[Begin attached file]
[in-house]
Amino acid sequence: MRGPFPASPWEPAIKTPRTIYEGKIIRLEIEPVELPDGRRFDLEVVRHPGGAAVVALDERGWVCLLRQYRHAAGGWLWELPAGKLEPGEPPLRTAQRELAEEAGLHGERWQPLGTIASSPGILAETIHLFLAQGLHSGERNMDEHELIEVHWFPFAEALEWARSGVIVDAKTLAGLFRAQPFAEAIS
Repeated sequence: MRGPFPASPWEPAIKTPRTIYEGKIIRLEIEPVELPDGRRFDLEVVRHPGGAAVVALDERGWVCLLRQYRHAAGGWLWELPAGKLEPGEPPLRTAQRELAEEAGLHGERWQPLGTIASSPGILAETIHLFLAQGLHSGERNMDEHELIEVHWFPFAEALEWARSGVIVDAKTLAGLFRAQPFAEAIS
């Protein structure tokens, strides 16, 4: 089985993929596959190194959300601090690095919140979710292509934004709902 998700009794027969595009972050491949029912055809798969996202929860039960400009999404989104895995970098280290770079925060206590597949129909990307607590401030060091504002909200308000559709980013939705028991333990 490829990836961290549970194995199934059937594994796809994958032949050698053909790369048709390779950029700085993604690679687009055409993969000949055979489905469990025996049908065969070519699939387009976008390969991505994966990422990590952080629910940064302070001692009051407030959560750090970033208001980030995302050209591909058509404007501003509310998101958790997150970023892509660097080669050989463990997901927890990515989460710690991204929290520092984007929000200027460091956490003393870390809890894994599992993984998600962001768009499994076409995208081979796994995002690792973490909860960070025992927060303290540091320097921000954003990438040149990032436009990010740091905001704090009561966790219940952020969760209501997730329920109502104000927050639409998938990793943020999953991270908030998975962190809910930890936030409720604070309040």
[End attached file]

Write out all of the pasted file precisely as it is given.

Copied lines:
[in-house]
Amino acid sequence: MRGPFPASPWEPAIKTPRTIYEGKIIRLEIEPVELPDGRRFDLEVVRHPGGAAVVALDERGWVCLLRQYRHAAGGWLWELPAGKLEPGEPPLRTAQRELAEEAGLHGERWQPLGTIASSPGILAETIHLFLAQGLHSGERNMDEHELIEVHWFPFAEALEWARSGVIVDAKTLAGLFRAQPFAEAIS
Repeated sequence: MRGPFPASPWEPAIKTPRTIYEGKIIRLEIEPVELPDGRRFDLEVVRHPGGAAVVALDERGWVCLLRQYRHAAGGWLWELPAGKLEPGEPPLRTAQRELAEEAGLHGERWQPLGTIASSPGILAETIHLFLAQGLHSGERNMDEHELIEVHWFPFAEALEWARSGVIVDAKTLAGLFRAQPFAEAIS
């Protein structure tokens, strides 16, 4: 089985993929596959190194959300601090690095919140979710292509934004709902 998700009794027969595009972050491949029912055809798969996202929860039960400009999404989104895995970098280290770079925060206590597949129909990307607590401030060091504002909200308000559709980013939705028991333990 490829990836961290549970194995199934059937594994796809994958032949050698053909790369048709390779950029700085993604690679687009055409993969000949055979489905469990025996049908065969070519699939387009976008390969991505994966990422990590952080629910940064302070001692009051407030959560750090970033208001980030995302050209591909058509404007501003509310998101958790997150970023892509660097080669050989463990997901927890990515989460710690991204929290520092984007929000200027460091956490003393870390809890894994599992993984998600962001768009499994076409995208081979796994995002690792973490909860960070025992927060303290540091320097921000954003990438040149990032436009990010740091905001704090009561966790219940952020969760209501997730329920109502104000927050639409998938990793943020999953991270908030998975962190809910930890936030409720604070309040």